It’s funny how far ‘yoga’ has come. It’s hip and everyone wants a piece of the action. In London, it feels like yoga’s being offered anywhere and everywhere just to get people through the door.

Give me a scruffy, sweaty, beaten-up old room any day. Just my body, my breath and my mat. That’s what works for me. And who knows – some of those brewery yogis may find that they enjoy the practice in that room with me.

YouTube yoga schmoga

hqdefaultNow don’t take this the wrong way but I’m bored.

This week I’ve seen a YouTube film shared on Facebook by a number of people and it just hasn’t inspired me. You know the kind of thing I’m talking about:

Young, fit, athletic, woman in skimpy clothing doing advanced asana in a stunning location accompanied by suitably calm yet inspiring music.


There’s no end of debate about the commercialisation of yoga, the sexualisation of yoga and a focus on beauty and the aestheticism of the practice.

“Wow, isn’t she amazing. I wish I had a practice like that. I wish I had a body like that. I like her top…” These films may be viewed by some as inspirational – or indeed aspirational – but I feel they take us away from accepting what is. What is possible in this body today?

Yes, the woman in the film has a stunning practice and it’s obviously taken her many years of dedication and hard work to reach this point. I’m sure she’s faced many hurdles along the way too. And I’ll put my hands up – I’m no stranger to watching yoga porn on YouTube. But give me something I This Girl Canhaven’t seen before. I’m getting so bored.

Give me guys in prison learning how yoga can help them find peace. Give me African kids giving Bikram a run for his money. Give me yoga for people with cancer.

For this reason, the thing I’m choosing to share is This Girl Can: an amazing government advert showing how, in a nutshell, this girl can. It’s honest, refreshing and shows what the average woman looks like when she exercises.

Watch This Girl Can and then watch the YouTube clip I’ve seen on Facebook this week. Then tell me which one makes you feel better.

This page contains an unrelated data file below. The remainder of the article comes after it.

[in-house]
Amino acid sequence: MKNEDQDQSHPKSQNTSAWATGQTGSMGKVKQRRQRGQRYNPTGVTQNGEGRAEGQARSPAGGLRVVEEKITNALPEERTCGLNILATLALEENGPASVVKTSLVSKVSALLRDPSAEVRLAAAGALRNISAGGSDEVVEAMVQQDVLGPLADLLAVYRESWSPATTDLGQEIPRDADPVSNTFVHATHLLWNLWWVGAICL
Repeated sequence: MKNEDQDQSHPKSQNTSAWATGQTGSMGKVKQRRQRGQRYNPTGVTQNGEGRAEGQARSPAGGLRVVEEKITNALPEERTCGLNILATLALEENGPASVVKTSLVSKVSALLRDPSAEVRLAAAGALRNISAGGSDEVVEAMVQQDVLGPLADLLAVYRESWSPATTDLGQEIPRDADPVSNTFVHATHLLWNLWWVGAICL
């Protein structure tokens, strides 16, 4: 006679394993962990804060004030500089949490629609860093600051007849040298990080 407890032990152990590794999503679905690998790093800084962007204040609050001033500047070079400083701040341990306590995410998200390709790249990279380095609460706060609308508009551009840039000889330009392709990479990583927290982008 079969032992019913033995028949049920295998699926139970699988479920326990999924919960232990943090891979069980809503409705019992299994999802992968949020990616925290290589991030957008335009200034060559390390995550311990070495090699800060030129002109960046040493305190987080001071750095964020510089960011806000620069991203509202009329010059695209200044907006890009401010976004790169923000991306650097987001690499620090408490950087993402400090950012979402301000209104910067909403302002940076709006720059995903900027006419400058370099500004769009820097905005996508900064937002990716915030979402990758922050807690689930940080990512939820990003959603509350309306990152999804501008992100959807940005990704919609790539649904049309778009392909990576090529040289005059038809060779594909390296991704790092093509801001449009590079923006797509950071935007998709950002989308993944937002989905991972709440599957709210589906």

Alternatively, you could come along to February’s yin yang workshop at All Saints Studios this Saturday. The theme for this month is celebrating imperfection. Visit the workshops page for more details.


Yoga and money: an emotive subject

It’s been so wonderful to spend almost two weeks at The Sanctuary but all good things must come to an end. As I jumped into a boat to take me back to Had Rin, my new found friends waved me off from the shallows on the beach. What a farewell. I’m now writing this waiting for a 50-minute ferry to Koh Samui where I’ll start a five-week 500 hour yoga training course with Absolute Yoga.

When I mentioned this course to people at The Sanctuary, it was very devisive. Some were intrigued and had heard good things about their training, others hadn’t heard of them, and some were very opinionated indeed.

Just by looking at the Absolute website, it’s clear to see that they’re very commercial. They have studios all over Thailand. The fact that I’ll be doing a module on ‘The Business of Yoga’ makes it as clear as day. I mentioned this to one of the yoga teachers at The Sanctuary and she went off on one about how she learnt to teach from an Indian Swami who refused to take any money from her. She thinks it’s terrible that a company in Germany now calls itself a ‘yoga company’ because it offers staff a class at lunchtime (I saw where she was coming from). It is certainly an emotive subject in yoga circles.

Now I wouldn’t say that I’m very commercially-minded and I have written about this before. I know the basics having working in marketing but I completed my first teacher training at an ashram in the Himalayas. I know a bit about where it all comes from and the intention behind it – I love it all and I try to be a bit yogic in my approach to life.

I don’t know if I’ll teach full time on my return to the UK but what I do know is that I’d rather not be out of pocket having taught a class to eager, stressed Londoners. If I pick up a few tips from that particular module then that’s great.

I’m also really looking forward to Carlos Pomeda’s module on yoga philosophy, having taken a workshop with him in London a few years ago. He is a totally inspiring and engaging speaker.

Right, well the ferry’s leaving in an hour and I fancy a pad thai. I’ll keep you posted about the course.

What do you guys think about making money from yoga? Is it a possible job or would you rather not rely on it to pay your bills?